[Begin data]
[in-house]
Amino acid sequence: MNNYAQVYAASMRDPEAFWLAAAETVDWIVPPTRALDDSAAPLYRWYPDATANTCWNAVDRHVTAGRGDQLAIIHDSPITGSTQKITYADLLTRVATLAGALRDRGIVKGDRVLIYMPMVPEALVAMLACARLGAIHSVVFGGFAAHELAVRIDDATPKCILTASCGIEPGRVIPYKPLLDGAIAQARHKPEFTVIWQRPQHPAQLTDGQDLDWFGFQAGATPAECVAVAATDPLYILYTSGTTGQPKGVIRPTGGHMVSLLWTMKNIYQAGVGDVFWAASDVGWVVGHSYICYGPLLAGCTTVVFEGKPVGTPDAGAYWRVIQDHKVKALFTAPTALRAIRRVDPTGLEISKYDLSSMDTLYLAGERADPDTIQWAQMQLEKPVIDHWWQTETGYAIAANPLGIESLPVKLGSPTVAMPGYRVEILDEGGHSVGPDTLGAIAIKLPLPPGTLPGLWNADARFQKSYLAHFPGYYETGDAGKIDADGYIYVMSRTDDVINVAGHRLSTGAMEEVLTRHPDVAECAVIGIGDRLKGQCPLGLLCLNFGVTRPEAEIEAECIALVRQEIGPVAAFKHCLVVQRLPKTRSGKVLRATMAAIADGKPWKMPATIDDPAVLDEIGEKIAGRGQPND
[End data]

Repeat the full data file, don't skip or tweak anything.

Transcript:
[in-house]
Amino acid sequence: MNNYAQVYAASMRDPEAFWLAAAETVDWIVPPTRALDDSAAPLYRWYPDATANTCWNAVDRHVTAGRGDQLAIIHDSPITGSTQKITYADLLTRVATLAGALRDRGIVKGDRVLIYMPMVPEALVAMLACARLGAIHSVVFGGFAAHELAVRIDDATPKCILTASCGIEPGRVIPYKPLLDGAIAQARHKPEFTVIWQRPQHPAQLTDGQDLDWFGFQAGATPAECVAVAATDPLYILYTSGTTGQPKGVIRPTGGHMVSLLWTMKNIYQAGVGDVFWAASDVGWVVGHSYICYGPLLAGCTTVVFEGKPVGTPDAGAYWRVIQDHKVKALFTAPTALRAIRRVDPTGLEISKYDLSSMDTLYLAGERADPDTIQWAQMQLEKPVIDHWWQTETGYAIAANPLGIESLPVKLGSPTVAMPGYRVEILDEGGHSVGPDTLGAIAIKLPLPPGTLPGLWNADARFQKSYLAHFPGYYETGDAGKIDADGYIYVMSRTDDVINVAGHRLSTGAMEEVLTRHPDVAECAVIGIGDRLKGQCPLGLLCLNFGVTRPEAEIEAECIALVRQEIGPVAAFKHCLVVQRLPKTRSGKVLRATMAAIADGKPWKMPATIDDPAVLDEIGEKIAGRGQPND